Two museums. Three hours. 14 teachers. Lots of rocks. On Saturday, August 6, teachers from around the region learned how to integrate the collections of the Cleveland Museum of Art and the Cleveland Museum of Natural History into their curricula in our Geology of Art workshop.
Certainly, institutions that benefit from hundreds of hours of volunteer help, such as the Cleveland Museum of Art, can attest to the importance of volunteers. Studies now show that the volunteers themselves also reap advantages, including expanding their social networks, building their resumes, enjoying healthier lifestyles, and traveling the world.
Former Cleveland Museum of Art curator Tom Hinson, who retired in December 2010, was honored with a Cleveland Arts Prize at a Gartner Auditorium ceremony on June 28. Hinson spent 38 years in the museum’s modern and contemporary art and photography departments.
By Allison Tillinger Schmid
By Carrie Reese
Marketing and Communications Intern
By Helen Cherry Guest Blogger What is the most important decision to be made when taking your wedding photos? “Location, Location, Location!” and the south terraces of the Cleveland Museum of Art as well as city’s adjacent Fine Arts Garden seem to be the location of choice for hundreds if not thousands of brides and grooms since the museum’s opening in 1916. In spring, summer and fall on any given Saturday or Sunday, cars and limousines will pull up on East Boulevard with bridal parties tumbling out to take pictures in these beautiful spots.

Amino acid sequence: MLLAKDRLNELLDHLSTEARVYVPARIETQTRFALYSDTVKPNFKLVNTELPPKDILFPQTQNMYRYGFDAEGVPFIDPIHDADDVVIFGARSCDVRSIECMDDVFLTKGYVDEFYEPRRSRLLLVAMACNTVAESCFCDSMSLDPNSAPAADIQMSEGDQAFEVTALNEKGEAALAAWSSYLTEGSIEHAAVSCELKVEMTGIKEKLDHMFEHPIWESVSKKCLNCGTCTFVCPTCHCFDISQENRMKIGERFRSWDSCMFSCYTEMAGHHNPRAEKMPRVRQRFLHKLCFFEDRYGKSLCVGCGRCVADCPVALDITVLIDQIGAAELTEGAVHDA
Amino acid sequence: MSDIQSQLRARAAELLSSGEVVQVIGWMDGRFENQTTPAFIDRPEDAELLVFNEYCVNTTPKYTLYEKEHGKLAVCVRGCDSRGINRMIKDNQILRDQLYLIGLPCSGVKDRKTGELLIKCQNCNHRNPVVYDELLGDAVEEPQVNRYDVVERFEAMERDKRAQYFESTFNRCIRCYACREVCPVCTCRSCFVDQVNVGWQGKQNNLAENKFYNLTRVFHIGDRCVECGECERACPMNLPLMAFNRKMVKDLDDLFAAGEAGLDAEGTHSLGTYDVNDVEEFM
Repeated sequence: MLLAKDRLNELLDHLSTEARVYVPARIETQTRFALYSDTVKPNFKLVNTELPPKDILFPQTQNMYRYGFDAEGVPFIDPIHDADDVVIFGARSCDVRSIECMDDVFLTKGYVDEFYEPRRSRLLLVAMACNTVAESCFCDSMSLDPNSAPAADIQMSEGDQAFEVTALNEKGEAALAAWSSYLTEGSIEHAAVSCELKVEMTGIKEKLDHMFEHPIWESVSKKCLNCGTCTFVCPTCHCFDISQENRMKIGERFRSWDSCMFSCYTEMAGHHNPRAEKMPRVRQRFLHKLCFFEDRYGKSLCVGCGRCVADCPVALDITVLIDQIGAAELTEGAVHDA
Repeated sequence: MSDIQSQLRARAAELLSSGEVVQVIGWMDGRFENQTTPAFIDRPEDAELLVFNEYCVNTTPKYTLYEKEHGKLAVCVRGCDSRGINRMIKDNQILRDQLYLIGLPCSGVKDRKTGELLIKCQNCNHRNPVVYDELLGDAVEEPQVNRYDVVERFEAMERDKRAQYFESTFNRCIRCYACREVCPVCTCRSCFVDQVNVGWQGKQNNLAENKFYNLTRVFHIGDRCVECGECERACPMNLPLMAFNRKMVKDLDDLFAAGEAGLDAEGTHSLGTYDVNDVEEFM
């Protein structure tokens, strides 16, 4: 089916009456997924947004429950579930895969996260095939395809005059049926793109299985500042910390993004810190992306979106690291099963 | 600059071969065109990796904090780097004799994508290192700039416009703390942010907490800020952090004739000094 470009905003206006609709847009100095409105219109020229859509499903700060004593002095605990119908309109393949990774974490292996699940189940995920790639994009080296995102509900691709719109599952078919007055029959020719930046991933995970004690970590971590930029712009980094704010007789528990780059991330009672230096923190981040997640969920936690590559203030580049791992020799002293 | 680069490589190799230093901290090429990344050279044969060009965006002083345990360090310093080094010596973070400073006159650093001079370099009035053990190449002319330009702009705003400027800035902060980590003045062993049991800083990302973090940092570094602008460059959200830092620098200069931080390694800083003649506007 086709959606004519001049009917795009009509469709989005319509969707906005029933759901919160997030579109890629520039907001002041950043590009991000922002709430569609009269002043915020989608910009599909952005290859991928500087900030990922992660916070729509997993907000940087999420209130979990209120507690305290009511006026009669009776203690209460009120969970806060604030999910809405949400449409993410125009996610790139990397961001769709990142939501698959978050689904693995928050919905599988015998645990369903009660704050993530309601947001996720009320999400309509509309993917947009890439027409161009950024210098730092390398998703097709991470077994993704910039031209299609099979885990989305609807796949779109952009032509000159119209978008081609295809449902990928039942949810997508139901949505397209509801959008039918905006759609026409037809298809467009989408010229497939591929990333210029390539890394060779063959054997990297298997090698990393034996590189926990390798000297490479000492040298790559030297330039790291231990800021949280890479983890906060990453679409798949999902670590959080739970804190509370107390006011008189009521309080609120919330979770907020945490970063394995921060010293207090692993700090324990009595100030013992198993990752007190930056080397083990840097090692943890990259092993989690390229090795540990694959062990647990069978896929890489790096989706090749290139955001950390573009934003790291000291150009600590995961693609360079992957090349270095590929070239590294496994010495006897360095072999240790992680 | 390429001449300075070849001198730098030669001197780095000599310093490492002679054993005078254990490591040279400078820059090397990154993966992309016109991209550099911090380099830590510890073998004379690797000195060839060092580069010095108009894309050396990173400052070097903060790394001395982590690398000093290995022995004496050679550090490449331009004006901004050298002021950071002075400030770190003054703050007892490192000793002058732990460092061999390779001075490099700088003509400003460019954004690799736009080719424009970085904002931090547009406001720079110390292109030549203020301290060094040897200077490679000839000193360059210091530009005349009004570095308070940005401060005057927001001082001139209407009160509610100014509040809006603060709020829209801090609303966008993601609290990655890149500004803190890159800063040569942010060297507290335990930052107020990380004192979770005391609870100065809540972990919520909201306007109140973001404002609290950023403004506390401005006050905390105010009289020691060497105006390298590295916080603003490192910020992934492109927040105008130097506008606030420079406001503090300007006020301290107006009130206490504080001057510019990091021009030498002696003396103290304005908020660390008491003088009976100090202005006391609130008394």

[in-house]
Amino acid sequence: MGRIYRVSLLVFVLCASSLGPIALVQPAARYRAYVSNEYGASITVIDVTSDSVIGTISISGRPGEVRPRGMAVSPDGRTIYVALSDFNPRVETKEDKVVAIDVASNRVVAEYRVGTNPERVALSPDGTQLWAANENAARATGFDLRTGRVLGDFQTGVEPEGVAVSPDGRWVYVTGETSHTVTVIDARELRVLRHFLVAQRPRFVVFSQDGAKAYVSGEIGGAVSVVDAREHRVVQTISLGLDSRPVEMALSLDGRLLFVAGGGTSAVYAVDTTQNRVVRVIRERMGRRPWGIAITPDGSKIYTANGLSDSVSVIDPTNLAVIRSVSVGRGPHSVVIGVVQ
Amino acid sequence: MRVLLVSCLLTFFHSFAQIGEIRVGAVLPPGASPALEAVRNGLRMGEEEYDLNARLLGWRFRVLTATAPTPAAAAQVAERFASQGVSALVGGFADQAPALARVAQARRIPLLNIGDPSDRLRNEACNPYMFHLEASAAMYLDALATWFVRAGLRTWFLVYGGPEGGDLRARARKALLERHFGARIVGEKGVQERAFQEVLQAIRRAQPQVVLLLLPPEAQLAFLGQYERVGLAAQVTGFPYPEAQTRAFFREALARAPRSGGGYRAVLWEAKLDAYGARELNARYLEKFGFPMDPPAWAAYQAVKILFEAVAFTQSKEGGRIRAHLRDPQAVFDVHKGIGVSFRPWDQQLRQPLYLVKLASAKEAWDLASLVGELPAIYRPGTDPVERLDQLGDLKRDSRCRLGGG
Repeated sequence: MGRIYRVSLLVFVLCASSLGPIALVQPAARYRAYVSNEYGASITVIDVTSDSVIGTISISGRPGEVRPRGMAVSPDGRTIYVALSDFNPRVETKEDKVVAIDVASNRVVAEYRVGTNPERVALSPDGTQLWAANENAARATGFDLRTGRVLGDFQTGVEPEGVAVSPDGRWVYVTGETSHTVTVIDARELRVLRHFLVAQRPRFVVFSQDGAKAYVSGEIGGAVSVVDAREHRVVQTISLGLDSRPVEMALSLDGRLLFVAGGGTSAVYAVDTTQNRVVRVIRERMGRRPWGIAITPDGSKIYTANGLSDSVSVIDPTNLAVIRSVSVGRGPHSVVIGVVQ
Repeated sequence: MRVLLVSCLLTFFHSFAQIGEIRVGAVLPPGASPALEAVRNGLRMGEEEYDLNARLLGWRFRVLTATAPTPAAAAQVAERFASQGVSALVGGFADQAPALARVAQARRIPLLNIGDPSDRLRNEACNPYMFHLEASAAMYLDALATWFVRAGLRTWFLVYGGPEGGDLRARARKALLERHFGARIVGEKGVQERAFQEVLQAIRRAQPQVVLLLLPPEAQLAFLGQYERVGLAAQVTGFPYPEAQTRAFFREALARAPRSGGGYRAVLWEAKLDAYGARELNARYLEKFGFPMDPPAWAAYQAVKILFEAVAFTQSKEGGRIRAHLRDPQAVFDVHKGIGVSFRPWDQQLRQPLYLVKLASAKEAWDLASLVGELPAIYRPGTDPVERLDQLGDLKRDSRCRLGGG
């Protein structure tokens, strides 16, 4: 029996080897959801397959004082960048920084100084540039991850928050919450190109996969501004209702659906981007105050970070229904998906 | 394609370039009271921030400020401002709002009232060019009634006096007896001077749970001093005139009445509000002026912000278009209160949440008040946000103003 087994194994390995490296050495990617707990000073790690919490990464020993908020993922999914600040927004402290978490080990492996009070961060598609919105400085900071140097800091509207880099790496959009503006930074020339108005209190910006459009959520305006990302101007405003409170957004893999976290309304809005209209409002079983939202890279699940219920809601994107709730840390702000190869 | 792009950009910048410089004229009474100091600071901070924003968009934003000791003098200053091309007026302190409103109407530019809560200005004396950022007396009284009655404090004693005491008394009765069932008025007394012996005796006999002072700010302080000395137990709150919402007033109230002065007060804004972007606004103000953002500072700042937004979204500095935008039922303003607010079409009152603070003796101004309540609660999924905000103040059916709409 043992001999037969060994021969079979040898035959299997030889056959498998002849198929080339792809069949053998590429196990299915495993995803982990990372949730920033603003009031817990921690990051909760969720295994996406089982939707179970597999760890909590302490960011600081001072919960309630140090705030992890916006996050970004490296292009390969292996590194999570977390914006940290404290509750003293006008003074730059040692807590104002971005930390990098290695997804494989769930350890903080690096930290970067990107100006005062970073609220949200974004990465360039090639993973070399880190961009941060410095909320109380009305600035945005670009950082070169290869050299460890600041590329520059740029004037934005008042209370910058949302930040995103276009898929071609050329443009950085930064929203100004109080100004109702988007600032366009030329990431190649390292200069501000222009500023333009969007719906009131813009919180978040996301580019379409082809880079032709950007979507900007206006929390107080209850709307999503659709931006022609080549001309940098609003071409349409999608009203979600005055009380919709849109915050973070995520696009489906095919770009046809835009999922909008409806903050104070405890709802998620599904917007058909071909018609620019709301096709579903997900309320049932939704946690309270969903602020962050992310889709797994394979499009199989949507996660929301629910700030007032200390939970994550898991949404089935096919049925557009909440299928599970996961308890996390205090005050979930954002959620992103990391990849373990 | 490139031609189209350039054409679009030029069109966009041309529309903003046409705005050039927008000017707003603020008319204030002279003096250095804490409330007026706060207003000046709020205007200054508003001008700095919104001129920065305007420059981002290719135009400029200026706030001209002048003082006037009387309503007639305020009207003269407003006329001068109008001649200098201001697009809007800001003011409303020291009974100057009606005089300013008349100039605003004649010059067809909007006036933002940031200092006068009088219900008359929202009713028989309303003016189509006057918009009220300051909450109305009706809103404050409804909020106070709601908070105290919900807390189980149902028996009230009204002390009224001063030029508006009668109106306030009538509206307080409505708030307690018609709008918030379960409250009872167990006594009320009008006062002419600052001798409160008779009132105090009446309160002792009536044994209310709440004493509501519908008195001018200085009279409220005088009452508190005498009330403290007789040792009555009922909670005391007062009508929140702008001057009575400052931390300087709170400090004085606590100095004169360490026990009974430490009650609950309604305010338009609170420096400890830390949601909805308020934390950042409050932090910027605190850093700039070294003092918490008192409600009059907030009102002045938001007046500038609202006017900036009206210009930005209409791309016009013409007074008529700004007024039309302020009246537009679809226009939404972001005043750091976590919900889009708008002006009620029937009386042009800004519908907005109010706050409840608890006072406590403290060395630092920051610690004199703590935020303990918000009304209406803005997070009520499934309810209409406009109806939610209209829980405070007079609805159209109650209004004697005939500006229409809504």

More than 150 librarians, educators, friends and supporters gathered on Dec. 1, 2010 at the Cleveland Botanical Garden to celebrate a unique educational partnership among the Ingalls Library of the Cleveland Museum of Art, the School of Library and Information Science at Kent State University and the libraries of 18 other educational, medical and cultural institutions in the University Circle area of Cleveland.
By Helen Cherry Guest Blogger As the days grow shorter and darkness descends on us earlier and earlier, head down to the museum to see “Winter’s Whimsical World” in the museum’s lower level lobby. This wonderful guest lantern display filled with imaginary human and animal sculptures was created by 17 Hawken High School art students and their teacher Denise Buckley and will bring a smile to your face and a warm glow to your soul.